A Shortcut to Understanding Memory Timings

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 A Shortcut to Understanding Memory Timings


By Loyd Case

If "DDR2-800 5-5-5-15" makes you glassy-eyed, then read on to learn
how to decipher it and why you should care. But first let's clarify
how memory works.

Memory accesses don't happen in a single step. Memory is laid out on a
chip in rows and columns, and it requires repeated pulses of
electricity, referred to as "strobing," to reach each location. When
memory is accessed, each strobing cycle takes a fixed amount of time,
as follows:

tCL    Column address strobe (CAS) latency; the number of clock cycles
required to access a specific column of data. (The initial t refers to
tRCD    Row address strobe (RAS)-to-CAS delay; the number of clock cycles
needed between a row address strobe and a column address strobe.
tRP    RAS precharge; the number of clock cycles needed to close one row
of memory and open another.
tRAS    The number of clock cycles needed to access a specific row of
data in RAM.

Now let's break down the DRAM label above. 800 is the effective clock
speed in megahertz. That's the actual clock speed times data per clock
cycle (200 MHz [for DDR2-800] X 4 [4 samples per clock cycle for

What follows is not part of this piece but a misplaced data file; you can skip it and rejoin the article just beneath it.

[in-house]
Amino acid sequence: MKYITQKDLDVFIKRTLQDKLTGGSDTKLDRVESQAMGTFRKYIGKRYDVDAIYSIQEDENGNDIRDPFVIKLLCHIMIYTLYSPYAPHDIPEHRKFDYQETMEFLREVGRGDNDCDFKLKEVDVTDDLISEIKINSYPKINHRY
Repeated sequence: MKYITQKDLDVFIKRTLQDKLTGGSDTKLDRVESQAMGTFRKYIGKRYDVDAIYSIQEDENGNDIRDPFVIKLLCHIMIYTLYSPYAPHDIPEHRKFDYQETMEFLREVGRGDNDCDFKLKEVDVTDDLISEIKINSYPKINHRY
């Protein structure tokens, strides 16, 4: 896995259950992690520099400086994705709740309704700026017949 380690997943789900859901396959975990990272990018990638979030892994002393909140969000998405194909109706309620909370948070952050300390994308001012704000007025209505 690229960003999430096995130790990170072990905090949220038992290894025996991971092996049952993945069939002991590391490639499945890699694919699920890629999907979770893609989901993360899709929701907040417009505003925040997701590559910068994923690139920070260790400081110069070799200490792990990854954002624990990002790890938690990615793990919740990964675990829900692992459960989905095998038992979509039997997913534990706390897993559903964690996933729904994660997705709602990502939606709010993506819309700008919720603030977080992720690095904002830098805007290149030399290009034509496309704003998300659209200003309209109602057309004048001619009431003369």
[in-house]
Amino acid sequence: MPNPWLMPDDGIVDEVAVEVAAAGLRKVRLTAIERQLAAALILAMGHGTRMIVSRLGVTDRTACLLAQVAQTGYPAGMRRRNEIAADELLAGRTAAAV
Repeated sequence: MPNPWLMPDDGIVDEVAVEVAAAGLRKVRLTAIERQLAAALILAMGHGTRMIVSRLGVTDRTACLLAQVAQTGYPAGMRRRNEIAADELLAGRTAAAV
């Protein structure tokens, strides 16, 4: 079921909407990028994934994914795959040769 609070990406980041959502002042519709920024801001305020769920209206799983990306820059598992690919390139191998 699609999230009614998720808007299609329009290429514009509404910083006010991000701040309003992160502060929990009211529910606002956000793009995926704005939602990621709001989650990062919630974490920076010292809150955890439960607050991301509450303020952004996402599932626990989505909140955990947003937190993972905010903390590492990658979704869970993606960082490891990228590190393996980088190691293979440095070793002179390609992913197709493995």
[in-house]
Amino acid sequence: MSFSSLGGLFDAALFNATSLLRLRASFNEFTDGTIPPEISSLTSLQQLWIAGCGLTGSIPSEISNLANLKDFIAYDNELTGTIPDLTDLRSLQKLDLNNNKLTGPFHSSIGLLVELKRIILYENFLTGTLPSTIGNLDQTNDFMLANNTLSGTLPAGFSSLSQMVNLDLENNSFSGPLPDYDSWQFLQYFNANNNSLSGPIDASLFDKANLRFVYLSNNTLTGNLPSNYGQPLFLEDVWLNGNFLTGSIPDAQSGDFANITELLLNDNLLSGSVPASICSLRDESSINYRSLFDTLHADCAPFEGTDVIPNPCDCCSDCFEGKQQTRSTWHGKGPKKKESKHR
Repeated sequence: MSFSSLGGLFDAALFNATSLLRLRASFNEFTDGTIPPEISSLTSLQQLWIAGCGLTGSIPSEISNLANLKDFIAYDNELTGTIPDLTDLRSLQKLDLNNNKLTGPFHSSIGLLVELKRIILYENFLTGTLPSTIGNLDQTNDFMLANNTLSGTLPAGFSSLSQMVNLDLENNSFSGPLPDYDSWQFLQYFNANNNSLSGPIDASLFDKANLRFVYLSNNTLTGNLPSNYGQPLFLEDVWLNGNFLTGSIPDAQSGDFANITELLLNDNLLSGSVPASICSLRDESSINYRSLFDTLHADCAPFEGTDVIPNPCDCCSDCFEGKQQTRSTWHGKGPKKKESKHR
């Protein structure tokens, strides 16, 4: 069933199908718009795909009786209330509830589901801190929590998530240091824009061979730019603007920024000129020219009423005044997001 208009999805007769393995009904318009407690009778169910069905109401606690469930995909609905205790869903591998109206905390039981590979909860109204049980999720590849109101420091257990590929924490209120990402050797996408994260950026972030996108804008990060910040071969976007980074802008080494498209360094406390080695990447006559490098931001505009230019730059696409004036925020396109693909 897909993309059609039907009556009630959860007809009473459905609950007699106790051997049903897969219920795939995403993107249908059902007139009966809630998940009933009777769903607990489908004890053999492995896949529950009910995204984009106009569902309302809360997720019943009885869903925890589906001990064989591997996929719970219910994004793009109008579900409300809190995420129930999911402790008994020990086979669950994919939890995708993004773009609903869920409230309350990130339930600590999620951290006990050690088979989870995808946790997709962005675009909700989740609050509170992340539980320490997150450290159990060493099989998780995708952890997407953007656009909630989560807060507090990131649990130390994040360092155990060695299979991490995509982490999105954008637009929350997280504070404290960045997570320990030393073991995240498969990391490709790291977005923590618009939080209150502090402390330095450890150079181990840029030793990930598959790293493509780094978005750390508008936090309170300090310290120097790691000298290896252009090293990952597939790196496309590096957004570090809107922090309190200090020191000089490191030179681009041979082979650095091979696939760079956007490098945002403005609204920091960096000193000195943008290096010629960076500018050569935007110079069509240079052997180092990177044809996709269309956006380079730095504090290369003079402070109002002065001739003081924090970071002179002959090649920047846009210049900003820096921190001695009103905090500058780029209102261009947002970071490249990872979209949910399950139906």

DDR2]). DDR2-800 has a maximum bandwidth of 6.4 GBps. "5-5-5-15"
refers to a tCL of 5, tRCD of 5, tRP of 5, and tRAS of 15.
Since latency is measured in clock cycles, the smaller the numbers,
the better. That means less time is required for memory accesses. The
time is measured in nanoseconds, with a typical system making millions
of memory accesses each second. Latency and memory speed trade off.
For example, the same DDR2-667 memory module can run at 333 MHz, with
latencies of 5-5-5-13, or at DDR2-533 speed at 266 MHz with latencies
of 4-4-4-11. Since higher clock frequencies represent smaller time
intervals, the total time is practically the same for both these

What you pay for with premium memory is the ability to run at high
clock speeds and lower latencies. If your apps are sensitive to memory
performance, premium memory can pay off in better performance. Games,
media transcoding, and 3D rendering are all sensitive to memory
latencies. Web browsing, office applications, and streaming media
typically are less sensitive.

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